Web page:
Timings for HTTP requests

Usage no npm install needed!

<script type="module">
  import abellsmytheRequestTime from 'https://cdn.skypack.dev/@abellsmythe/request-time';



Timings for HTTP requests

Understanding and measuring HTTP timings helps us to discover performance. bottlenecks in client to server or server to server communication.

Request Timing

Timings explained

  • DNS Lookup: Time spent performing the DNS lookup. DNS lookup resolves domain names to IP addresses. Every new domain requires a full round trip to do the DNS lookup.

    • There is no DNS lookup when the destination is already an IP address.

  • TCP Connection: Time it took to establish TCP connection between a source host and destination host. Connections must be properly established in a multi-step handshake process. TCP connection is managed by an operating system, if the underlying TCP connection cannot be established, the OS-wide TCP connection timeout will overrule the timeout config of our application.

  • TLS handshake: Time spent completing a TLS handshake. During the handshake process endpoints exchange authentication and keys to establish or resume secure sessions.

    • There is no TLS handshake with a not HTTPS request.

  • Time to First Byte (TTFB): Time spent waiting for the initial response. This time captures the latency of a round trip to the server in addition to the time spent waiting for the server to process the request and deliver the response.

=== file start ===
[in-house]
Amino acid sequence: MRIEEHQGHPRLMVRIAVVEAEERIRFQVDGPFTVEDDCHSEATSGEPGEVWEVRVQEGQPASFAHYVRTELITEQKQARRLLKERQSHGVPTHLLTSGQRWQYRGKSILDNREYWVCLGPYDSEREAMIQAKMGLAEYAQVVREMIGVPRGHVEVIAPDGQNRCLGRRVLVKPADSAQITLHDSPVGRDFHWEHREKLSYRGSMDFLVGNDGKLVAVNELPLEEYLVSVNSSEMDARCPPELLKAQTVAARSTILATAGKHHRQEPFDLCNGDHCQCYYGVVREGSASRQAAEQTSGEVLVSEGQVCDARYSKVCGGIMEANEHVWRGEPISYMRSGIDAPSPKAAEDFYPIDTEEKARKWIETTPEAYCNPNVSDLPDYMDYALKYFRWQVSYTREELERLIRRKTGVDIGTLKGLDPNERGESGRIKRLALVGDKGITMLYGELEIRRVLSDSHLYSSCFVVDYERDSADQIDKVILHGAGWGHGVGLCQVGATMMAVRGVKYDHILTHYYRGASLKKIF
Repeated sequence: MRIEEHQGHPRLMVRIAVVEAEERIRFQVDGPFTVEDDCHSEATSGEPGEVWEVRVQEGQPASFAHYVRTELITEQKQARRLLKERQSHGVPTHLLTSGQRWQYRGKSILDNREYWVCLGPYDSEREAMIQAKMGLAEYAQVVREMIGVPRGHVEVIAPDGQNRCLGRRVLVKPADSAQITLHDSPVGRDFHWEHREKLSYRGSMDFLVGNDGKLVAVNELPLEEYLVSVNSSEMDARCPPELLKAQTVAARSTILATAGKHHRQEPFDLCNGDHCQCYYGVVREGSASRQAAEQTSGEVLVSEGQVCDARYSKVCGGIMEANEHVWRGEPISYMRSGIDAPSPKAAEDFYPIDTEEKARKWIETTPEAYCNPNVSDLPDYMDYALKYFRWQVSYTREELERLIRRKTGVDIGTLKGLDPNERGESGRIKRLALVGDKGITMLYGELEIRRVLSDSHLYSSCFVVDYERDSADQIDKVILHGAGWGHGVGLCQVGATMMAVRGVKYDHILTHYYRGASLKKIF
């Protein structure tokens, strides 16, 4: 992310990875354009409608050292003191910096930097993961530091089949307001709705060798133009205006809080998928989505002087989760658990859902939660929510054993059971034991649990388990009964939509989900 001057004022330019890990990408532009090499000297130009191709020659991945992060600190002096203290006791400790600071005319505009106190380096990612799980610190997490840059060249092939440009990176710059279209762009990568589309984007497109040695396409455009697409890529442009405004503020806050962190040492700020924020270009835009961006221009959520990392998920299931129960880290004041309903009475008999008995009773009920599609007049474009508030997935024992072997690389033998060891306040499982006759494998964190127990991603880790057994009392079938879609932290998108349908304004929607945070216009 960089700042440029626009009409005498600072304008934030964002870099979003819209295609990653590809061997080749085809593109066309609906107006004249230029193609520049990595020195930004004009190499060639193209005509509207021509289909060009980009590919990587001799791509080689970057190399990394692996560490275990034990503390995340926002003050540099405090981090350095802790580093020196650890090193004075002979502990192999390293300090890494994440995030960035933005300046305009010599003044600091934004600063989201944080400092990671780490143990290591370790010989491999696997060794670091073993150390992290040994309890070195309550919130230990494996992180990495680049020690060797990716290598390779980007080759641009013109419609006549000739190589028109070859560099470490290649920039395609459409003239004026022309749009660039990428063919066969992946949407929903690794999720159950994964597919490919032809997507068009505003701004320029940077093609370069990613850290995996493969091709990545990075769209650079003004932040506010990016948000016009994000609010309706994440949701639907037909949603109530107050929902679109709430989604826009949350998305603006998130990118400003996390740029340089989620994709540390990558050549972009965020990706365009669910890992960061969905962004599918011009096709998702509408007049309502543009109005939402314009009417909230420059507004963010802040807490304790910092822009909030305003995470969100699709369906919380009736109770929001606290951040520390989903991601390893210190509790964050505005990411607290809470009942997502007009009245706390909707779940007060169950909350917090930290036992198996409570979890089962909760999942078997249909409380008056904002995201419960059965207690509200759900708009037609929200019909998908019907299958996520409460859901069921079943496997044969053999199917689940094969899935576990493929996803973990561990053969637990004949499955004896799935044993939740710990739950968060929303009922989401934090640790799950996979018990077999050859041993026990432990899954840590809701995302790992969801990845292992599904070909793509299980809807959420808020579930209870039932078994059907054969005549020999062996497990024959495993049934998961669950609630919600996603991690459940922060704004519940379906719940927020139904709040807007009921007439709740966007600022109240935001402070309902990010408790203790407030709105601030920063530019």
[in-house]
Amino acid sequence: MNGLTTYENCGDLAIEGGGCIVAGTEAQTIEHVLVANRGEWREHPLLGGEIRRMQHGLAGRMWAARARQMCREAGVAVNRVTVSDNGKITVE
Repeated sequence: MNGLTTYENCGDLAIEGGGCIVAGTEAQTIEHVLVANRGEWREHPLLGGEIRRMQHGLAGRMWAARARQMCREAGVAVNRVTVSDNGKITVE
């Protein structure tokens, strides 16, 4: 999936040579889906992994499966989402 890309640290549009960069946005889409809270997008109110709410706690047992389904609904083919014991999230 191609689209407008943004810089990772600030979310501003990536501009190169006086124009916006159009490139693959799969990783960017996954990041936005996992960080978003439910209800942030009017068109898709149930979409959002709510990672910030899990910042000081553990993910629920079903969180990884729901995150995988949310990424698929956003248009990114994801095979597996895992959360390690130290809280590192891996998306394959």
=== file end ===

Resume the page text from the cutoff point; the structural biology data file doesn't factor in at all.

• Content Transfer: Time spent receiving the response data. The size of the response data and the available network bandwidth determinates its duration.



npm install @abellsmythe/request-time


'use strict';

const https = require('https');
const timer = require('@abellsmythe/request-time').default;

const request = https.get('https://google.com');
const timings = timer(request);

request.on('response', response => {
    response.on('data', () => {
        // Do something
    response.on('end', () => {
    start: 20019170.414002,
    socket: 20019171.943738,
    dnsLookup: 20019182.811348,
    connect: 20019194.637675,
    tlsHandshake: 20019245.32874,
    upload: 20019246.615841,
    response: 20019284.613933,
    end: 20019288.80115,
    error: undefined,
        wait: 1.5297359973192215,
        dns: 10.86761000007391,
        tcp: 11.826326999813318,
        request: 51.9781660027802,
        firstByte: 37.998091999441385,
        download: 4.187217000871897,
        total: 118.38714800029993



Returns: Object

  • start - Time when the request started.
  • socket - Time when a socket was assigned to the request.
  • dnsLookup - Time when the DNS lookup finished.
  • tlsHandshake - Time when the secure connection is done.
  • connect - Time when the socket successfully connected.
  • upload - Time when the request finished uploading.
  • response - Time when the request fired the response event.
  • end - Time when the response fired the end event.
  • error - Time when the request fired the error event.
  • phases
    • wait - timings.socket - timings.start
    • dns - timings.dnsLookup - timings.socket
    • tcp - timings.connect - timings.dnsLookup
    • request - timings.upload - timings.connect
    • firstByte - timings.response - timings.upload
    • download - timings.end - timings.response
    • total - timings.end - timings.start or timings.error - timings.start

If something is not measured yet, it will be undefined.

Note: The time is a number representing the milliseconds without elapsing since the UNIX epoch.

Note: request-time uses process.hrtime() from node as it's not a subject of clock drift